Home Alienation, Isolation, and Despair

Alienation, Isolation, and Despair

by admin October 13, 2009

Alienation, Isolation, and Despair

by admin October 13, 2009

Rock, Paper, Jackknife… the latest production from Talisman Theatre will have you twisting in your seat, as playwright Marilyn Perreault explores the perversion of the human mind and the extremes it is capable of.
Beyond the perplexing dialogue, written entirely in metaphor and childlike phrases, the play has a profound message about solitude and the human mind.
Originally written in French, the play is masterfully translated by Nadine Desrochers and well directed by Emma Tibaldo.
Taking place over 32 days of confusion and chaos, the play follows four young stowaways who arrive in the middle of nowhere aboard an alcohol freighter. The youngsters are surrounded by blinding snow in a community of miners who do not speak their language. Fortunately one nurse, Mielke (Julie Tamiko Manning), does speak their language and proceeds to teach the group of troubled refugees the way of their new home, despite her own afflictions after having run away from a murdered family. The abandoned freighter is used as a classroom for Mielke to teach the four stowaways. Mostly narrated by Mielke, the play follows her efforts to care for the young refugees. Passionately delivered by Manning, Mielke’s sympathetic struggles are delivered with a truthfully painful conviction, as she becomes consumed by her role as their educator. Mielke, however, has issues of her own as seen through her daily battle with alcoholism. Ultimately, she is a woman fleeing to the outer extremes of the world to escape the secrets condemned within her. Responsibility ties her to these four characters and she becomes entwined in their collective web of individual insanity.
Bombarded with fast-paced scenes and distorted electric guitar, the plot follows the worsening circumstances of the five characters. The cluttered props of boxes and desks, the inside of the desolate freighter, captivate the audience rather than the theme that presides over this story which is rather remote.
The young refugees are played to perfection, especially Stephanie Buxton’s Ali. Her role is most impressive because Ali speaks in incessant babbling, which Buxton delivers with convincing realism. Seemingly the youngest of the four newcomers, she displays her endured hardship through non-stop chatter similar to that of a 10-year old child.
Ali’s giant of an older brother, Taymore, played by Alex McCooeye with rousing talent and remarkable presence, is her polar opposite. He remains silent for the majority of the play although his character, exemplifying repression and schizophrenia, proves to be one of the most disturbing roles in this glimpse of social disintegration.

Rock, Paper, Jackknife… plays at The Centaur Theatre from now until Oct. 17. Tickets are $20 for adults, $15 for students.

Leave a Comment

Rock, Paper, Jackknife… the latest production from Talisman Theatre will have you twisting in your seat, as playwright Marilyn Perreault explores the perversion of the human mind and the extremes it is capable of.
Beyond the perplexing dialogue, written entirely in metaphor and childlike phrases, the play has a profound message about solitude and the human mind.
Originally written in French, the play is masterfully translated by Nadine Desrochers and well directed by Emma Tibaldo.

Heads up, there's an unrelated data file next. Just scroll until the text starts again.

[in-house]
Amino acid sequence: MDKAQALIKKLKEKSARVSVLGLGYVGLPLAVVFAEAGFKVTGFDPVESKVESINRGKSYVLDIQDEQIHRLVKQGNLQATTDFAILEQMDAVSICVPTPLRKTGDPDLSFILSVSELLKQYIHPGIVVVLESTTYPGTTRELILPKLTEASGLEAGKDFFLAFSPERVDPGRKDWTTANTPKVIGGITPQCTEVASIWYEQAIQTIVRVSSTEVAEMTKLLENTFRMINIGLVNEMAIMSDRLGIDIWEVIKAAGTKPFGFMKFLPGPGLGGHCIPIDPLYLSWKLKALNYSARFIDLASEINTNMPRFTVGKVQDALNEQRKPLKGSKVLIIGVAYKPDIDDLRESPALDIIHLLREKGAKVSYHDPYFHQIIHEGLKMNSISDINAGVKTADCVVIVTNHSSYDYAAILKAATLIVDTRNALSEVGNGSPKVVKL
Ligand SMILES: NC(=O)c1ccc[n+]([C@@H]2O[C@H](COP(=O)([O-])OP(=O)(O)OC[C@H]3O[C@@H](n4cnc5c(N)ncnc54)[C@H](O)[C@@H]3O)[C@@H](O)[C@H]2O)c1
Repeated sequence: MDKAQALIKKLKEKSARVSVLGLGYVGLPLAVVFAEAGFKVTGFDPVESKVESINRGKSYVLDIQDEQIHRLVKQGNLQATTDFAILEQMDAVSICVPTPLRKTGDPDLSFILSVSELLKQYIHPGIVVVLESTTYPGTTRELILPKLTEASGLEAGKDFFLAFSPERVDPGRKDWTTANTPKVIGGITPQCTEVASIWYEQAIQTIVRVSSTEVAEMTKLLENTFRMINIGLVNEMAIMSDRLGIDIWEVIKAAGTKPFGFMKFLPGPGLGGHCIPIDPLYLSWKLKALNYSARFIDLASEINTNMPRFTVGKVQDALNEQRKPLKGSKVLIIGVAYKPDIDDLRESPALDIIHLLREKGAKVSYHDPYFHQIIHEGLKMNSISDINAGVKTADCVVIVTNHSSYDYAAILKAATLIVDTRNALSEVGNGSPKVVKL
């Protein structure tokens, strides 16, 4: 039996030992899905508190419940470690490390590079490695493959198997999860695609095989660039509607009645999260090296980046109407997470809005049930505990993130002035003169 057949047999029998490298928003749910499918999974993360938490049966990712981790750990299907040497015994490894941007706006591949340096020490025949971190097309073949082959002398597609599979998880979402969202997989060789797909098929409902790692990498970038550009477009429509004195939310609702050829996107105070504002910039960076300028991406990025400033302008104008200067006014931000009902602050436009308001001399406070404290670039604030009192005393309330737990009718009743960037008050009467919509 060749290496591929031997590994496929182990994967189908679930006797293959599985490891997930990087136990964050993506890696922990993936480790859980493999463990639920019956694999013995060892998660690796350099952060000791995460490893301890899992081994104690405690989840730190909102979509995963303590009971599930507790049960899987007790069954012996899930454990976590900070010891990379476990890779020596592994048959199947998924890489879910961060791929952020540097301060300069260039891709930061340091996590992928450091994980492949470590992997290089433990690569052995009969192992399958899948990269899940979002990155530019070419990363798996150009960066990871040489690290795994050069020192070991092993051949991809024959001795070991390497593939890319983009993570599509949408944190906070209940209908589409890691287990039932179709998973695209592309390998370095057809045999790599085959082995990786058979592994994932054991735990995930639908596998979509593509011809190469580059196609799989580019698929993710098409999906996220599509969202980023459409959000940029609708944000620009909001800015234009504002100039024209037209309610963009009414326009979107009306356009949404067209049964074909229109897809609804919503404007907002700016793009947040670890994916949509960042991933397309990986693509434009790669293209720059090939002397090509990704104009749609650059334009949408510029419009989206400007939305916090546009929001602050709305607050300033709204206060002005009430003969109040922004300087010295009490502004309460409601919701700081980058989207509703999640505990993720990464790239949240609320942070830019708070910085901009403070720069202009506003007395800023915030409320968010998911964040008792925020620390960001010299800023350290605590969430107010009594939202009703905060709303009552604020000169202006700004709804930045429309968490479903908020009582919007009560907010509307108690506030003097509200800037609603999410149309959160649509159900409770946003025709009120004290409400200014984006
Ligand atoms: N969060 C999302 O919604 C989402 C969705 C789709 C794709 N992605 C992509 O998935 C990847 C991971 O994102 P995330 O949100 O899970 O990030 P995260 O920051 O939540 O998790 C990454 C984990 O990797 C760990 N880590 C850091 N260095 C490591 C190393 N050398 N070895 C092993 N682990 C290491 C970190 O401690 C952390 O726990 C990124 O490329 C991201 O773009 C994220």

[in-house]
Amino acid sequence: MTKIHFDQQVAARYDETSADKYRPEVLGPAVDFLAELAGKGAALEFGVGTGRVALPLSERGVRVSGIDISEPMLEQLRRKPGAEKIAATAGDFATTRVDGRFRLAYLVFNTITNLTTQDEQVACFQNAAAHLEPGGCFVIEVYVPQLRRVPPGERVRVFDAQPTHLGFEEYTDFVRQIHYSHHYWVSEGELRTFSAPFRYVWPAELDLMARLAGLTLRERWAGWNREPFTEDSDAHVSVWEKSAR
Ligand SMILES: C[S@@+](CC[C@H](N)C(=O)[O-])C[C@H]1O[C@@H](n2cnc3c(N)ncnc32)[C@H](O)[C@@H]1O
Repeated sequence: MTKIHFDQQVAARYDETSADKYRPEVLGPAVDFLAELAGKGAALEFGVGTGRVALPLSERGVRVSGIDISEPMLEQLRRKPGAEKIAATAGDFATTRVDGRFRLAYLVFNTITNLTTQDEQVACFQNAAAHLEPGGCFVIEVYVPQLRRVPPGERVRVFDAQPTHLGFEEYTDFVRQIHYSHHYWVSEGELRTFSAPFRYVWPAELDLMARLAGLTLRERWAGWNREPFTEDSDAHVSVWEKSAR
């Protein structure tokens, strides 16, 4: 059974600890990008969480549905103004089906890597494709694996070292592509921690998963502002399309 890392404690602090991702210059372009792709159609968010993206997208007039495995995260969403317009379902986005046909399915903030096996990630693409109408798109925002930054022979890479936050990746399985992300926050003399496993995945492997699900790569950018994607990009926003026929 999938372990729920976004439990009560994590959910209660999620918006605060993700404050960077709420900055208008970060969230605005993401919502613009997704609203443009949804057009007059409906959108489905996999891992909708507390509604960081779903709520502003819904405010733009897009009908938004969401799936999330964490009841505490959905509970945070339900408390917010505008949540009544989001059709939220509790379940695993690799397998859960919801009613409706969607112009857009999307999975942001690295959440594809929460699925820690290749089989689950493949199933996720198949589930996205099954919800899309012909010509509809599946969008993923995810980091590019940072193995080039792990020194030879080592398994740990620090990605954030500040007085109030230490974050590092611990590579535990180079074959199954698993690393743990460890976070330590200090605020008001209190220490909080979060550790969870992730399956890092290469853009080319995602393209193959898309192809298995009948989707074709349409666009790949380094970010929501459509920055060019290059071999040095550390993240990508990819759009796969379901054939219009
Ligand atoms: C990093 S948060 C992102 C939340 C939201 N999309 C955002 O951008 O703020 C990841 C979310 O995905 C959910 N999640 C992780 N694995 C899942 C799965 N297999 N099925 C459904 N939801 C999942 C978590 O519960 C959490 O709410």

Taking place over 32 days of confusion and chaos, the play follows four young stowaways who arrive in the middle of nowhere aboard an alcohol freighter. The youngsters are surrounded by blinding snow in a community of miners who do not speak their language. Fortunately one nurse, Mielke (Julie Tamiko Manning), does speak their language and proceeds to teach the group of troubled refugees the way of their new home, despite her own afflictions after having run away from a murdered family. The abandoned freighter is used as a classroom for Mielke to teach the four stowaways. Mostly narrated by Mielke, the play follows her efforts to care for the young refugees. Passionately delivered by Manning, Mielke’s sympathetic struggles are delivered with a truthfully painful conviction, as she becomes consumed by her role as their educator. Mielke, however, has issues of her own as seen through her daily battle with alcoholism. Ultimately, she is a woman fleeing to the outer extremes of the world to escape the secrets condemned within her. Responsibility ties her to these four characters and she becomes entwined in their collective web of individual insanity.
Bombarded with fast-paced scenes and distorted electric guitar, the plot follows the worsening circumstances of the five characters. The cluttered props of boxes and desks, the inside of the desolate freighter, captivate the audience rather than the theme that presides over this story which is rather remote.
The young refugees are played to perfection, especially Stephanie Buxton’s Ali. Her role is most impressive because Ali speaks in incessant babbling, which Buxton delivers with convincing realism. Seemingly the youngest of the four newcomers, she displays her endured hardship through non-stop chatter similar to that of a 10-year old child.
Ali’s giant of an older brother, Taymore, played by Alex McCooeye with rousing talent and remarkable presence, is her polar opposite. He remains silent for the majority of the play although his character, exemplifying repression and schizophrenia, proves to be one of the most disturbing roles in this glimpse of social disintegration.

Rock, Paper, Jackknife… plays at The Centaur Theatre from now until Oct. 17. Tickets are $20 for adults, $15 for students.

Leave a Comment